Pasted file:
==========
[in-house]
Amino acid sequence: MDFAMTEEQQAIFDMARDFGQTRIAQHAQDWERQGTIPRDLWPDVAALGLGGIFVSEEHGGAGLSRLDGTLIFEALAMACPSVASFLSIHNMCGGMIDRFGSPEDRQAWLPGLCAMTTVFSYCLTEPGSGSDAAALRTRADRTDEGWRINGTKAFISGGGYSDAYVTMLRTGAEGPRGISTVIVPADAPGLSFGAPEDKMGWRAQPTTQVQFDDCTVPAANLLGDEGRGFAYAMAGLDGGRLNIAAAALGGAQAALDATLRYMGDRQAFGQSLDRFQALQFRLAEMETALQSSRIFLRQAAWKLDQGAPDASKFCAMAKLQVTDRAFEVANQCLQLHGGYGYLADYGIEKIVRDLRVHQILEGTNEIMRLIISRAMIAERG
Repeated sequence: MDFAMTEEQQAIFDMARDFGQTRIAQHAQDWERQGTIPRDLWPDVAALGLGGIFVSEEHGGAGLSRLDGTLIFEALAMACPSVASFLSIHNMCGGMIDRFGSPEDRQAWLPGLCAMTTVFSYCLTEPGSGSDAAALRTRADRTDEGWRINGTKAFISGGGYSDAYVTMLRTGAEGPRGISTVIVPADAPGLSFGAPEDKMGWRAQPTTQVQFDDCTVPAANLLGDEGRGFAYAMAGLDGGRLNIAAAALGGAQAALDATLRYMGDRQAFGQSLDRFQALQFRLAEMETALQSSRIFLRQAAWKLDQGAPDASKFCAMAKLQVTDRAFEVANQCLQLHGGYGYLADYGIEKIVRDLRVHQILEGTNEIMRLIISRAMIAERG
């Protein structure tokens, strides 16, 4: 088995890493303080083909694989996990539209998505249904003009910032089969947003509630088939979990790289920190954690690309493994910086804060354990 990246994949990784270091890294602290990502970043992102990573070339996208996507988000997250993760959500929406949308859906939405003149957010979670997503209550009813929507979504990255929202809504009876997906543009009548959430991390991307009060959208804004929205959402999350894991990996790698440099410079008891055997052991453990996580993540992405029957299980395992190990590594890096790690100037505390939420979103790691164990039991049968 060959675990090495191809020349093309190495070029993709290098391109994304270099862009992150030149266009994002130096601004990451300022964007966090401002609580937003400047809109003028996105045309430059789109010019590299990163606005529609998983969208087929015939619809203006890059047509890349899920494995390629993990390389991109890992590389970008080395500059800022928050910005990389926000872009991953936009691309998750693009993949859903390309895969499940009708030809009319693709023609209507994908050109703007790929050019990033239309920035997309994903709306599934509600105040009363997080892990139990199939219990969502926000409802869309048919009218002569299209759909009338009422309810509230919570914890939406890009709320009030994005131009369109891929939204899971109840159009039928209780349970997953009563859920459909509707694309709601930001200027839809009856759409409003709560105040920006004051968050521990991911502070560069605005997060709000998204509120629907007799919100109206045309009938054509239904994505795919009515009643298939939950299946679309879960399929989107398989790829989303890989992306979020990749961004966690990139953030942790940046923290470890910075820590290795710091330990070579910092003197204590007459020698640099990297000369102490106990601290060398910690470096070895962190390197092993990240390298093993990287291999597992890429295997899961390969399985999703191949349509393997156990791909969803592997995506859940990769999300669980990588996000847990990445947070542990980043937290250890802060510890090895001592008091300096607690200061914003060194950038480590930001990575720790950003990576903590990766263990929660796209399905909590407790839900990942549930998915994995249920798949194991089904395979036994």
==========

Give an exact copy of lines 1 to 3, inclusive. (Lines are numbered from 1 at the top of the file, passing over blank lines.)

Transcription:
[in-house]
Amino acid sequence: MDFAMTEEQQAIFDMARDFGQTRIAQHAQDWERQGTIPRDLWPDVAALGLGGIFVSEEHGGAGLSRLDGTLIFEALAMACPSVASFLSIHNMCGGMIDRFGSPEDRQAWLPGLCAMTTVFSYCLTEPGSGSDAAALRTRADRTDEGWRINGTKAFISGGGYSDAYVTMLRTGAEGPRGISTVIVPADAPGLSFGAPEDKMGWRAQPTTQVQFDDCTVPAANLLGDEGRGFAYAMAGLDGGRLNIAAAALGGAQAALDATLRYMGDRQAFGQSLDRFQALQFRLAEMETALQSSRIFLRQAAWKLDQGAPDASKFCAMAKLQVTDRAFEVANQCLQLHGGYGYLADYGIEKIVRDLRVHQILEGTNEIMRLIISRAMIAERG
Repeated sequence: MDFAMTEEQQAIFDMARDFGQTRIAQHAQDWERQGTIPRDLWPDVAALGLGGIFVSEEHGGAGLSRLDGTLIFEALAMACPSVASFLSIHNMCGGMIDRFGSPEDRQAWLPGLCAMTTVFSYCLTEPGSGSDAAALRTRADRTDEGWRINGTKAFISGGGYSDAYVTMLRTGAEGPRGISTVIVPADAPGLSFGAPEDKMGWRAQPTTQVQFDDCTVPAANLLGDEGRGFAYAMAGLDGGRLNIAAAALGGAQAALDATLRYMGDRQAFGQSLDRFQALQFRLAEMETALQSSRIFLRQAAWKLDQGAPDASKFCAMAKLQVTDRAFEVANQCLQLHGGYGYLADYGIEKIVRDLRVHQILEGTNEIMRLIISRAMIAERG